Memoirs of a Geisha (2005, Rob Marshall)
Memoirs of a Geisha is a beautifully composed adaptation of the 1997 best-selling novel of the same name. Presenting the first person perspective of the novel’s principle character, Rob Marshall utilises beautifully rendered cinematography in a manner that presents this sweeping romance as an epic story of fame and love. Exquisitely framed and expertly designed, the sets and locations account the story of Chiyo Sakamoto as she is uprooted from her impoverished family and thrust into the turbulent and illustrious life of a Japanese Geisha. Set during the time immediately before and after World War 2, Marshall opts to utilise framings and compositions that highlight the beautiful nature of traditional Japanese culture.
Although the film retells the childhood of Chiyo, for audience exposition, the film comes into itself while acclaimed Chinese superstar Zhang Ziyi portrays the character. Where the young actresses previous roles have involved violence and swordplay, Memoirs of a Geisha allows for a more elegant approach to be taken in personifying the inexperienced Chiyo. Known now as Sayuri and supported by the more experienced Mameha (Michelle Yeoh) in the art of her craft, Chiyo garners a large amount of acclaim from the Japanese society in which she works. With a rise in popularity, her rivalry with Hatsumomo (Gong Li) causes rifts that threaten her whole lifestyle. Desperate to win the affection of a handsome businessman (Ken Watanabe) who imposed himself upon her at a younger age, Sayuri attempts to balance the illustrious responsibly of her lifestyle with the love that she craves.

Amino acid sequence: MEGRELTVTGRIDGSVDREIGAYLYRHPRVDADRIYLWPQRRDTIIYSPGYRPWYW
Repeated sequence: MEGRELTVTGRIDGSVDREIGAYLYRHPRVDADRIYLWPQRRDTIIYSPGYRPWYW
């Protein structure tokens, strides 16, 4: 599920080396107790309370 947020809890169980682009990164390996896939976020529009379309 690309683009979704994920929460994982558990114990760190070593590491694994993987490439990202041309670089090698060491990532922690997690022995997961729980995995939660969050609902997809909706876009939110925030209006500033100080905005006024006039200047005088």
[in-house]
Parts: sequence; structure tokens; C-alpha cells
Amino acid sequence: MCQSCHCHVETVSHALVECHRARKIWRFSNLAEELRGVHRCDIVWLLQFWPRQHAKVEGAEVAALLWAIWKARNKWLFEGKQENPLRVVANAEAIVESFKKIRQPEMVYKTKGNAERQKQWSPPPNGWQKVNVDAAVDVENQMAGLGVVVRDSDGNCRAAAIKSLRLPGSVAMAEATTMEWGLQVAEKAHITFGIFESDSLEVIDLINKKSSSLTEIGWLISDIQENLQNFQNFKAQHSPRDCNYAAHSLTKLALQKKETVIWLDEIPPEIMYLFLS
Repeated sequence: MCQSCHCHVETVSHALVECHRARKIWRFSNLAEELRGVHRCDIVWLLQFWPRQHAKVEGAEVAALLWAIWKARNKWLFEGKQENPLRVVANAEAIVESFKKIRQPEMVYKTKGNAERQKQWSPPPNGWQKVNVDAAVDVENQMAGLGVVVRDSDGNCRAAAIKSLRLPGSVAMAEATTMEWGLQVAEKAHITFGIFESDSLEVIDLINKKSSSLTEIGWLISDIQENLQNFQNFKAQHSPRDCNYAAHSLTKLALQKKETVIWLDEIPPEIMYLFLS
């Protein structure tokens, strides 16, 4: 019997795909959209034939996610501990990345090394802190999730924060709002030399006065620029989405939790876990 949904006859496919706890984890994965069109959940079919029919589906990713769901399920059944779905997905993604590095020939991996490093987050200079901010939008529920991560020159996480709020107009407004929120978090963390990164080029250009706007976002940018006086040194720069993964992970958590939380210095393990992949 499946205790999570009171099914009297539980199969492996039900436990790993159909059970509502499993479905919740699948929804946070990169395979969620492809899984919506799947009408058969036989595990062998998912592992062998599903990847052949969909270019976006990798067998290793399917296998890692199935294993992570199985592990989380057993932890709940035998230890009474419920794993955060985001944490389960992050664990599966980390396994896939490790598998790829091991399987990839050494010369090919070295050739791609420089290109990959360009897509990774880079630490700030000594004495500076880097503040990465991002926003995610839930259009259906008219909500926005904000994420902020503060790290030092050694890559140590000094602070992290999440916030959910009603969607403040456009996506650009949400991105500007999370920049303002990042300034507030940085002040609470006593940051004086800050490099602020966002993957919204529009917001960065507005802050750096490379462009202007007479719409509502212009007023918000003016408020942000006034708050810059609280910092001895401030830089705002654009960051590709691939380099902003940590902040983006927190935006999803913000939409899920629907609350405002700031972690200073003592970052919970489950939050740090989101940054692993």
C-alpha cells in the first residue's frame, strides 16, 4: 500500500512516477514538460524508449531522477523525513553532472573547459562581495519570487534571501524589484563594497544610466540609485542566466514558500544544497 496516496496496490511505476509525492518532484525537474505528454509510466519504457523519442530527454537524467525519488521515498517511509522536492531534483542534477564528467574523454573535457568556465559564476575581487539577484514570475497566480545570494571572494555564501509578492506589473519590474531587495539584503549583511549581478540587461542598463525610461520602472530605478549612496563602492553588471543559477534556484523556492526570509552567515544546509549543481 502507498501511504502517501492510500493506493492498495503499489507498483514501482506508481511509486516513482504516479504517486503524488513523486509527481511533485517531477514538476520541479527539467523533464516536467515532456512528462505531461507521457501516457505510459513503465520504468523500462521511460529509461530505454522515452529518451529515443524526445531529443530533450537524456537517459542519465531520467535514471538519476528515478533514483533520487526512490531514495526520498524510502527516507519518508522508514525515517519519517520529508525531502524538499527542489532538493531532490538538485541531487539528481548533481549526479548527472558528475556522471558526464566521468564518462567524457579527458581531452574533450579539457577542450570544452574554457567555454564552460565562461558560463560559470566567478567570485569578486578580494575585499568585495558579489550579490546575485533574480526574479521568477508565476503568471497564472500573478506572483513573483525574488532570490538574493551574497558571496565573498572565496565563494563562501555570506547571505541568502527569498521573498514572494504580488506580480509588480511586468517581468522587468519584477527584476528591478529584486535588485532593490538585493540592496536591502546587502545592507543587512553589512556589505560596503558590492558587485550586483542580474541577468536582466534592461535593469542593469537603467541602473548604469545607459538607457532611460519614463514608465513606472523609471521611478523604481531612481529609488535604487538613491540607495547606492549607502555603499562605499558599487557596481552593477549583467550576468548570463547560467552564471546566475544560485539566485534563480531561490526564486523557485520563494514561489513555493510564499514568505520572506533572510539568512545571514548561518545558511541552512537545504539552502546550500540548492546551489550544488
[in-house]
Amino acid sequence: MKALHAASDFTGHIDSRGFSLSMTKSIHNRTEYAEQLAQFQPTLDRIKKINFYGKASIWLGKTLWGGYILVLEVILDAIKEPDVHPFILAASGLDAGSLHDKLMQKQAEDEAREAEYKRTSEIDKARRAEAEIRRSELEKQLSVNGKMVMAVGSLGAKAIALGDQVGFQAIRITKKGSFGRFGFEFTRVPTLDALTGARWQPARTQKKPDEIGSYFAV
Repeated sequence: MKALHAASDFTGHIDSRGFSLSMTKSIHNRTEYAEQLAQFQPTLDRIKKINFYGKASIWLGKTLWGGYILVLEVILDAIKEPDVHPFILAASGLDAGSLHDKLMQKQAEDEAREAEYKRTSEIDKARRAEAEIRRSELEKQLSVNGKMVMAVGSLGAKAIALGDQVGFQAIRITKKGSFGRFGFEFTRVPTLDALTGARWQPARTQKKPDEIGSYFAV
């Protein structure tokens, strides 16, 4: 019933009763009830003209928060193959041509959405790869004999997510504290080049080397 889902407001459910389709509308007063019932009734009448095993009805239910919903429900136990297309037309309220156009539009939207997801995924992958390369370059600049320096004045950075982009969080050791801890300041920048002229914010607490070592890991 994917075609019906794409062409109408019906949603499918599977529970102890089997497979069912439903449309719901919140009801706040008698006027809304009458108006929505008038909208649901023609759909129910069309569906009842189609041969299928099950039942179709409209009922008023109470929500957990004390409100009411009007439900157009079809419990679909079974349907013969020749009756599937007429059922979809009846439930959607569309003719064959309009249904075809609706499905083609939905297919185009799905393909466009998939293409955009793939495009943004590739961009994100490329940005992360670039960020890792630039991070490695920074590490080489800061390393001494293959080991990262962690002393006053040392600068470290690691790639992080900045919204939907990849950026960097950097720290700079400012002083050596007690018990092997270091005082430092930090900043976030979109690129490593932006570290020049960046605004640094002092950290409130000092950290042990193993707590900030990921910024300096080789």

Throughout this narrative, Marshall explores the idea of celebrity culture and the lacking it can bring. Where fame is often promoted, here it takes a secondary position behind the longing for the romance that’s so far eluded the principle character. Ziyi compels this message through her onscreen persona, bringing an enthralling and emotional connection to her portrayal. Li also presents a different side of this lacking, with her cruel rivalry showcasing the horrid nature of jealousy and the desire to remove competition. The film therefore works best when the two actresses are on screen together, causing the rivalry to feel realistic and believable while enthralling audience members into each characters ideology.
Utilising her screen presence with an elegant grace, this acclaimed portrayal by Ziyi manages to illustrate the hardship and responsibility of the character, the sacrifices made and the eagerness to make her own choices. Through exploring this effectively, Marshall manages to portray Japanese culture in every sense. The production design compliments the film’s premise with beautifully composed camera angles and set designs that transport the audience into Japan’s past.
Where segments of the film are difficult to follow, the majority flows from sequence to sequence in an easy to understand manner. With high standards of film production used in the designing of these sequences, the film could be easily defined as art without substance. Through looking deeper however, the audience is rewarded in a delightful adaptation of a best selling novel, with stand out performances that encapsulate their character portrayals and derive the narrative effectively.
Plot – 4
Acting – 4
Direction – 3
Special Effects – 5
Retrospect – 3